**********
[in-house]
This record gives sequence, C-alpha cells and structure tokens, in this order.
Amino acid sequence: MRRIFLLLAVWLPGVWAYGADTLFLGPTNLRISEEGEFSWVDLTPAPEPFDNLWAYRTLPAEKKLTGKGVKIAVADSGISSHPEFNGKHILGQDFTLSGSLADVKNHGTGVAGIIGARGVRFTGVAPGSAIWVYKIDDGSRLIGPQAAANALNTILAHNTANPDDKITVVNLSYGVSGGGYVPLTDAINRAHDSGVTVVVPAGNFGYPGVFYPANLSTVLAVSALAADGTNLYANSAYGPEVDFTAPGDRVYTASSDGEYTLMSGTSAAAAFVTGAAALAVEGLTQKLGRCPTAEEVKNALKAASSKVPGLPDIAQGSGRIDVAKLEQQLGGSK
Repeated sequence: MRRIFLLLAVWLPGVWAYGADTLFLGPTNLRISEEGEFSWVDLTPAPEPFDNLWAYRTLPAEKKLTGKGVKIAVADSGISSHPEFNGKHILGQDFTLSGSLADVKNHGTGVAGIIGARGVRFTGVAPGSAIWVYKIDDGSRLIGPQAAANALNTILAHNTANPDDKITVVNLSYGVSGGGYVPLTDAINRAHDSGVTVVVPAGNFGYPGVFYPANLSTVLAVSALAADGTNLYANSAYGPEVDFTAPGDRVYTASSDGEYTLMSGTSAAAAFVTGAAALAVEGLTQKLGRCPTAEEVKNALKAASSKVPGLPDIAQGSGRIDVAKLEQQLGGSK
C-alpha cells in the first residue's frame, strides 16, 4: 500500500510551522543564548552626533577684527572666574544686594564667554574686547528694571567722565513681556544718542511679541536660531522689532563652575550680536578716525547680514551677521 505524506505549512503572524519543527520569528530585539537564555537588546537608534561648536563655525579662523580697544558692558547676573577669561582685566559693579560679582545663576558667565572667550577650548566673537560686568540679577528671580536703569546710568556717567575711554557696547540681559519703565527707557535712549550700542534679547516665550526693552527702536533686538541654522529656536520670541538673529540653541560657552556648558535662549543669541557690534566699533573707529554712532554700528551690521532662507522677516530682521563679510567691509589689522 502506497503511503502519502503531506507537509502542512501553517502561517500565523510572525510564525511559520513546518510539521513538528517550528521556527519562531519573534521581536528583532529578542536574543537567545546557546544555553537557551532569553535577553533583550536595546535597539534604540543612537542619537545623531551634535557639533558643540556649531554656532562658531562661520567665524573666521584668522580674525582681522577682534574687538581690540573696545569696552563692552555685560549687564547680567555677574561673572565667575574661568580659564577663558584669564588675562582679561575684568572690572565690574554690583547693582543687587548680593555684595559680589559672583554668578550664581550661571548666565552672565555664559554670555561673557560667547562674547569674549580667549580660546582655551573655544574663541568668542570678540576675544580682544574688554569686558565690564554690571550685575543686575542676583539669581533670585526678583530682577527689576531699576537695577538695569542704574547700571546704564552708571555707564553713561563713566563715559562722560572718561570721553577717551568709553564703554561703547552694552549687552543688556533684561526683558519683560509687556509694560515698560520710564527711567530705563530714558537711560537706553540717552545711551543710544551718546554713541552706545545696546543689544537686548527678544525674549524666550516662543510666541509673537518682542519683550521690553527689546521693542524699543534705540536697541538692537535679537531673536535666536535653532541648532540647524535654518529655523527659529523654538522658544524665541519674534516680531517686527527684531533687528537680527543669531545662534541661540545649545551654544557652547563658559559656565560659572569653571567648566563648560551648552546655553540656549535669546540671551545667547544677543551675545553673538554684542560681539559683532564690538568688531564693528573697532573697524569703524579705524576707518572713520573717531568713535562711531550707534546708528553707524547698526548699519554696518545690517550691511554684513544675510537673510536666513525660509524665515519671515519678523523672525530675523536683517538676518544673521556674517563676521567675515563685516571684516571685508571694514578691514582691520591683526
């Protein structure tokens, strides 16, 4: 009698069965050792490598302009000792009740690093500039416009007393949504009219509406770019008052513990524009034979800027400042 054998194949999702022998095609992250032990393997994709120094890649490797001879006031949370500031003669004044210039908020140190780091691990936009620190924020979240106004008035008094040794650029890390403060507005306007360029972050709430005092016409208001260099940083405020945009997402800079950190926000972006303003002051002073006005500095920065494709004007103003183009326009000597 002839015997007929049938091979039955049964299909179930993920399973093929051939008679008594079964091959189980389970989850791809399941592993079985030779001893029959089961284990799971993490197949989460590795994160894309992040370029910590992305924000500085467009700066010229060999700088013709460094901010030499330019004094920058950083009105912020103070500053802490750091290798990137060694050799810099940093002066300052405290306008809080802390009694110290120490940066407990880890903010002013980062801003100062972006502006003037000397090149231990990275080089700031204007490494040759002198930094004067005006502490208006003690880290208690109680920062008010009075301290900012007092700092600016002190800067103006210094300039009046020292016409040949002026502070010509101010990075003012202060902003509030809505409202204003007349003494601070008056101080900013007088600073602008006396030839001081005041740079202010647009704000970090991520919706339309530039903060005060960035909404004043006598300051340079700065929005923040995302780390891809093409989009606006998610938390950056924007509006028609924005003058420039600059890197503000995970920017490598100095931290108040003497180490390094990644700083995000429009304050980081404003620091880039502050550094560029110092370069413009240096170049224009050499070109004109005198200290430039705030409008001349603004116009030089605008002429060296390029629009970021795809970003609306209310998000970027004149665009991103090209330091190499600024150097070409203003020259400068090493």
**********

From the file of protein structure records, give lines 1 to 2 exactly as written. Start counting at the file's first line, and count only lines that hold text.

[in-house]
This record gives sequence, C-alpha cells and structure tokens, in this order.